I remember Arthur Pendragon holding that the whole of Stonehenge should be restored, and indeed that the building, which was never actually completed, taken through its last intended stage. Archaeologists tell us sites were prepared for the X and Y stones but these were never erected and this marked the end of the building project that had been going on for thousands of years. As in all projects this may have marked the fact that the culture had changed, the priorities had changed, and that the immense resources poured into this project were no longer made available. You might say their funding was cut, although of course, it probably wasn't money as we know it, but nevertheless labour power and the political and physical support for that labour power, was no longer available.

That's a project, the total reconstruction, that would meet a lot of resistance in principle, from archaeologists and others, as well as endless quibbles and argument about how and where. The existing ruined stones might be erected, and further replacement sarsen stones, which could be found scattered around Wiltshire, often in farmyards where they had been removed from fields, might be used to reconstruct the circle known by some as the Giant's Dance (perhaps it was called this before the Saxons called it Stonehenge, which just means hanging stones). You and I can imagine the feuding between the experts and people who are not experts as well, about how this project was to be accomplished, and it taking many years to be resolved. Possibly this is another explanation why the original building wasn't completed, that they could never agree about it!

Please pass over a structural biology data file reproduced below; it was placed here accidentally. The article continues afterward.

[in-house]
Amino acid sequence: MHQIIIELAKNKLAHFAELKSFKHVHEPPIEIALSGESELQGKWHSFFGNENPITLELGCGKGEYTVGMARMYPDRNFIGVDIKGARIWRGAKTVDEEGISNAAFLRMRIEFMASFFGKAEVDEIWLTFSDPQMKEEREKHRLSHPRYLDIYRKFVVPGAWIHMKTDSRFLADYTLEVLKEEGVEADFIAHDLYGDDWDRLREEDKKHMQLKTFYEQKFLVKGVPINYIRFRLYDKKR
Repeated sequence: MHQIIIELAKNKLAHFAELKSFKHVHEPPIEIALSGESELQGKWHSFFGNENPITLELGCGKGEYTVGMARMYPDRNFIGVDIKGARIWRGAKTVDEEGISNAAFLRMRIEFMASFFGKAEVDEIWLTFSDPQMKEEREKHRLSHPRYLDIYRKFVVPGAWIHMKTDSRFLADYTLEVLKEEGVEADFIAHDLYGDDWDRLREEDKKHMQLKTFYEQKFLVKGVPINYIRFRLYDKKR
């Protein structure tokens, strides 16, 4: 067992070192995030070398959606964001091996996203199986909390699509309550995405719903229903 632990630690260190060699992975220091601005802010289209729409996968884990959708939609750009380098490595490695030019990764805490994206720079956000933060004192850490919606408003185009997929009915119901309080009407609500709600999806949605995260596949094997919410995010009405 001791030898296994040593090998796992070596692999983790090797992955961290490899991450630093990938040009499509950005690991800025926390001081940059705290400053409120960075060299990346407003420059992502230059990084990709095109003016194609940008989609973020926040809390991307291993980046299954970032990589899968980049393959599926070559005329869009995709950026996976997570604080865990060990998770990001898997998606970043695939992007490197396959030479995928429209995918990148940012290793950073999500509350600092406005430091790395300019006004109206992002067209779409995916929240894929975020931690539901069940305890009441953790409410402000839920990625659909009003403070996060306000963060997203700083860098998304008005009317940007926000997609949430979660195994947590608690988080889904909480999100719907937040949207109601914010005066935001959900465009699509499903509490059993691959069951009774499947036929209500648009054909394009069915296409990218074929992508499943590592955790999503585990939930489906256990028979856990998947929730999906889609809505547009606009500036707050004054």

However we do know that one of the trilithons has fallen down in historical times, as a result of some unwise excavations carried out by gentlemen in the 18th century. I take it these are the recumbent stones that impede the movement of ritual hand circles when we try to hold them within the stones, and on which the people tend to sit and stand during public access days. I know English Heritage are not happy about people getting up on the stones, and I also know having studied this problem as a Peace Steward this summer, that it is very difficult in practise to prevent lots of people climbing up on the recumbent stones.

To re-erect these stones would thus improve the mobility of gatherings within the stones, and improve crowd management devoted to preservation of the stones. If it was a successfully completed public consultation exercise undertaken with the approval and the assistance of the experts, it would have other valuable spin-offs in terms of the Peace Process, the dignity of Stonehenge as a temple and gathering place, and provide a platform for discussing more radical re-erection programs.

I had a conversation with Dave Batchelor of English Heritage who said there would not be agreement among archeologists about siting the trilithon and that broken stones would have to be mended with metal fixings which would be ugly in practise. These are difficulties that might be overcome. At least the major uprights could be re-established as vertical.

We want to hear from you about any scientific, historical or local or other information that might help establish the where and how of this re-erection of the fallen trilithon, and your opinions about whether we can and should do it. Send it to the stonehengepeace newsgroup at

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